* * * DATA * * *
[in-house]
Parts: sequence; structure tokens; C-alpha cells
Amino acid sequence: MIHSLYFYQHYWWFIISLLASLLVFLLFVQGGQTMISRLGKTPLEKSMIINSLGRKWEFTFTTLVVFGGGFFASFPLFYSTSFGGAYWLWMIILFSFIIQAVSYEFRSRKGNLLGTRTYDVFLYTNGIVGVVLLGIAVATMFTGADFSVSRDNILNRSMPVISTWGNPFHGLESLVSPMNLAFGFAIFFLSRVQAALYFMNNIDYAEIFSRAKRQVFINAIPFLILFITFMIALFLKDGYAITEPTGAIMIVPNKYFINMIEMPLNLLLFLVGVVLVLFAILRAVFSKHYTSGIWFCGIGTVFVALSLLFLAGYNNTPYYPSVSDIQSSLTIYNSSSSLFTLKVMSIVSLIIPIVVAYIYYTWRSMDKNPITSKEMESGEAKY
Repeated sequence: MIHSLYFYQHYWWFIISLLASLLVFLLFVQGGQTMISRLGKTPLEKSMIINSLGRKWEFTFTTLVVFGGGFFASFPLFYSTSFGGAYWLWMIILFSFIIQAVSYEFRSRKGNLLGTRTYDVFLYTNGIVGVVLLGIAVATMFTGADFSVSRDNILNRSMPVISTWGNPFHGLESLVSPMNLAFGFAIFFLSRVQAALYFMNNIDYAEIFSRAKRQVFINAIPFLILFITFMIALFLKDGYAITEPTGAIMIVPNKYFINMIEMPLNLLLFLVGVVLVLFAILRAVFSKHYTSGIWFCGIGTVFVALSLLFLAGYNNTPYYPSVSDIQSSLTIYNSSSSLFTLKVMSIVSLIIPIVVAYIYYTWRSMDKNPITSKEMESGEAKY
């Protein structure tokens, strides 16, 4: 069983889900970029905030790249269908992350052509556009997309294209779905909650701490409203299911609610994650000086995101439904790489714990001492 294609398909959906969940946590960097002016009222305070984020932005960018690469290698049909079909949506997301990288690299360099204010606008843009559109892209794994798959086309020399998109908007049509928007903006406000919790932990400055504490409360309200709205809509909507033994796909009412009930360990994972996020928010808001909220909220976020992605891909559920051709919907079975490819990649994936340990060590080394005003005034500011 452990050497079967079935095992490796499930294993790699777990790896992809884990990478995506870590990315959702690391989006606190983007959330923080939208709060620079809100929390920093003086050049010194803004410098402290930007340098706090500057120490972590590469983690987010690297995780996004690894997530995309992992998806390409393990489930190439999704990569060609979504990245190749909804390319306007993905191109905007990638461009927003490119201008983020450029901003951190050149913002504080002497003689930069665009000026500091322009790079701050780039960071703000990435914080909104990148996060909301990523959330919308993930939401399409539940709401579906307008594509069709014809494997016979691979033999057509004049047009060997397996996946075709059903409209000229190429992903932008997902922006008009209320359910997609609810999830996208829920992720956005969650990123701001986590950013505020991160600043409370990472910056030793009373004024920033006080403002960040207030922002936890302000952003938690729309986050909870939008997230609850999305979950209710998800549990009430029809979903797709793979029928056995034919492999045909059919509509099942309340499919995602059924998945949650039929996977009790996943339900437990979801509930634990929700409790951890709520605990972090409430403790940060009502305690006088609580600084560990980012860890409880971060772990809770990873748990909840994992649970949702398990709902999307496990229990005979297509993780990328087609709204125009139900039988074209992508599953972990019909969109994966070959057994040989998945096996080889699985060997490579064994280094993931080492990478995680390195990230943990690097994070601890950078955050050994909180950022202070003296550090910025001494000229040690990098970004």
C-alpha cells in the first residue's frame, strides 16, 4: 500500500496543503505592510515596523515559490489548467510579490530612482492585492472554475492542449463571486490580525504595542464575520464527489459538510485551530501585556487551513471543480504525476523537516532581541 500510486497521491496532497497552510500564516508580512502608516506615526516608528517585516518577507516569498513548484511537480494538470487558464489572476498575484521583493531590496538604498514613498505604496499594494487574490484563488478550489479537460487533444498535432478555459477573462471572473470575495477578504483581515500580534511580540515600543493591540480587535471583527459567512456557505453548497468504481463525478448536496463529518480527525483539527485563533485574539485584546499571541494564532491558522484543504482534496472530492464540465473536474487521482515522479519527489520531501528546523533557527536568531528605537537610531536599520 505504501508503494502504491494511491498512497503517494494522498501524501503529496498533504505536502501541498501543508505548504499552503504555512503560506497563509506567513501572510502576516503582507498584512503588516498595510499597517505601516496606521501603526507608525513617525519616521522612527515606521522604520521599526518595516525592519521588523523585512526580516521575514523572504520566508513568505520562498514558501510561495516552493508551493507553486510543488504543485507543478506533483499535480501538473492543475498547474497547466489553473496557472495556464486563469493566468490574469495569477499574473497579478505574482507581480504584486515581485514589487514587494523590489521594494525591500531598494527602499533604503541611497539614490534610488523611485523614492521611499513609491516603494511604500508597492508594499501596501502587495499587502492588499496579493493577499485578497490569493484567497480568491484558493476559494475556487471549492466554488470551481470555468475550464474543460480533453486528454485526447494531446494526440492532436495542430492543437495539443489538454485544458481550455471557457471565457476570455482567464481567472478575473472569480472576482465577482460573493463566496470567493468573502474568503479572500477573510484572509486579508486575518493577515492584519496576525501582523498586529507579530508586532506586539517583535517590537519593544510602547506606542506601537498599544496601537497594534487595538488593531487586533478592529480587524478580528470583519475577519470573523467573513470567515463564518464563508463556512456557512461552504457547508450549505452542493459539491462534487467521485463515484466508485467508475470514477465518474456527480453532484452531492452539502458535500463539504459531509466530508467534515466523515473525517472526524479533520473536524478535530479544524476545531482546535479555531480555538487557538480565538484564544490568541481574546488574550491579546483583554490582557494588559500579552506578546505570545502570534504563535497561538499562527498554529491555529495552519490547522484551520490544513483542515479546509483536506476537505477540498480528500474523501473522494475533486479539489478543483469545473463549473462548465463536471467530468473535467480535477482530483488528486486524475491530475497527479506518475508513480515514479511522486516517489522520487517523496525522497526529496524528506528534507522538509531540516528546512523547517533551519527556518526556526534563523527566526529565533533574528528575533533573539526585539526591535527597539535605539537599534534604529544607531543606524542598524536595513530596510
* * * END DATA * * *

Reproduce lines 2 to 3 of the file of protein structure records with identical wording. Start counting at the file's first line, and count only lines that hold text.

Parts: sequence; structure tokens; C-alpha cells
Amino acid sequence: MIHSLYFYQHYWWFIISLLASLLVFLLFVQGGQTMISRLGKTPLEKSMIINSLGRKWEFTFTTLVVFGGGFFASFPLFYSTSFGGAYWLWMIILFSFIIQAVSYEFRSRKGNLLGTRTYDVFLYTNGIVGVVLLGIAVATMFTGADFSVSRDNILNRSMPVISTWGNPFHGLESLVSPMNLAFGFAIFFLSRVQAALYFMNNIDYAEIFSRAKRQVFINAIPFLILFITFMIALFLKDGYAITEPTGAIMIVPNKYFINMIEMPLNLLLFLVGVVLVLFAILRAVFSKHYTSGIWFCGIGTVFVALSLLFLAGYNNTPYYPSVSDIQSSLTIYNSSSSLFTLKVMSIVSLIIPIVVAYIYYTWRSMDKNPITSKEMESGEAKY